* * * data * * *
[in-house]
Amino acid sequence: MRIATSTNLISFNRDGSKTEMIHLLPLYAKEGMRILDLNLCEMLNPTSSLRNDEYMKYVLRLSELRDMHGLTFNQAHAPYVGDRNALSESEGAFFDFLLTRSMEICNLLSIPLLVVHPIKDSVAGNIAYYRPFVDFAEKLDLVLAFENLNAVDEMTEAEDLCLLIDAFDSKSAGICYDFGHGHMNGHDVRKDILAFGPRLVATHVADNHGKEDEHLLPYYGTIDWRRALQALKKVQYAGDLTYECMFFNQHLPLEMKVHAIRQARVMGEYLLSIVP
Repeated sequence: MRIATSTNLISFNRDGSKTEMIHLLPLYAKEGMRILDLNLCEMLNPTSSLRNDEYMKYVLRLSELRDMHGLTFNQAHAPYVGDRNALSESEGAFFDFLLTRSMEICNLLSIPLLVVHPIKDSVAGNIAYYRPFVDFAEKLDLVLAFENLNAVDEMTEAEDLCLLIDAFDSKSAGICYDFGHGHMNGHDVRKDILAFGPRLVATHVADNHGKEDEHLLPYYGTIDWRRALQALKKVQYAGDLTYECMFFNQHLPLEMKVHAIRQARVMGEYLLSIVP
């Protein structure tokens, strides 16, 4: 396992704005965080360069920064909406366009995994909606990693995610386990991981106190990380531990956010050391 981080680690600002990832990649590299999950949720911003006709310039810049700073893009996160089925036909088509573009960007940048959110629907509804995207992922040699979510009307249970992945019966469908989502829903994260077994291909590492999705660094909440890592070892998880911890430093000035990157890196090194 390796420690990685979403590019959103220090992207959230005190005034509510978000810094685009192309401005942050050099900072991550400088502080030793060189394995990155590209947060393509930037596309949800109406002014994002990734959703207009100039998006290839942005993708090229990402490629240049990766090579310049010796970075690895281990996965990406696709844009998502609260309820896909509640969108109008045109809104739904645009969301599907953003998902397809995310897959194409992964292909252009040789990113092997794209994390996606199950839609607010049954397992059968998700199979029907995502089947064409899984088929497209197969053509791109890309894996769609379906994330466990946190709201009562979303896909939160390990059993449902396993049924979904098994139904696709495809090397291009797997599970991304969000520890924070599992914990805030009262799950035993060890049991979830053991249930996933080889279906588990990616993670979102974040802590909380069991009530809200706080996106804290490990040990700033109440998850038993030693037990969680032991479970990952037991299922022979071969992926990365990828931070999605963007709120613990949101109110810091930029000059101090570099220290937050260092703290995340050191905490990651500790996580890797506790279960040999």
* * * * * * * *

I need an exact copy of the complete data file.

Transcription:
[in-house]
Amino acid sequence: MRIATSTNLISFNRDGSKTEMIHLLPLYAKEGMRILDLNLCEMLNPTSSLRNDEYMKYVLRLSELRDMHGLTFNQAHAPYVGDRNALSESEGAFFDFLLTRSMEICNLLSIPLLVVHPIKDSVAGNIAYYRPFVDFAEKLDLVLAFENLNAVDEMTEAEDLCLLIDAFDSKSAGICYDFGHGHMNGHDVRKDILAFGPRLVATHVADNHGKEDEHLLPYYGTIDWRRALQALKKVQYAGDLTYECMFFNQHLPLEMKVHAIRQARVMGEYLLSIVP
Repeated sequence: MRIATSTNLISFNRDGSKTEMIHLLPLYAKEGMRILDLNLCEMLNPTSSLRNDEYMKYVLRLSELRDMHGLTFNQAHAPYVGDRNALSESEGAFFDFLLTRSMEICNLLSIPLLVVHPIKDSVAGNIAYYRPFVDFAEKLDLVLAFENLNAVDEMTEAEDLCLLIDAFDSKSAGICYDFGHGHMNGHDVRKDILAFGPRLVATHVADNHGKEDEHLLPYYGTIDWRRALQALKKVQYAGDLTYECMFFNQHLPLEMKVHAIRQARVMGEYLLSIVP
């Protein structure tokens, strides 16, 4: 396992704005965080360069920064909406366009995994909606990693995610386990991981106190990380531990956010050391 981080680690600002990832990649590299999950949720911003006709310039810049700073893009996160089925036909088509573009960007940048959110629907509804995207992922040699979510009307249970992945019966469908989502829903994260077994291909590492999705660094909440890592070892998880911890430093000035990157890196090194 390796420690990685979403590019959103220090992207959230005190005034509510978000810094685009192309401005942050050099900072991550400088502080030793060189394995990155590209947060393509930037596309949800109406002014994002990734959703207009100039998006290839942005993708090229990402490629240049990766090579310049010796970075690895281990996965990406696709844009998502609260309820896909509640969108109008045109809104739904645009969301599907953003998902397809995310897959194409992964292909252009040789990113092997794209994390996606199950839609607010049954397992059968998700199979029907995502089947064409899984088929497209197969053509791109890309894996769609379906994330466990946190709201009562979303896909939160390990059993449902396993049924979904098994139904696709495809090397291009797997599970991304969000520890924070599992914990805030009262799950035993060890049991979830053991249930996933080889279906588990990616993670979102974040802590909380069991009530809200706080996106804290490990040990700033109440998850038993030693037990969680032991479970990952037991299922022979071969992926990365990828931070999605963007709120613990949101109110810091930029000059101090570099220290937050260092703290995340050191905490990651500790996580890797506790279960040999």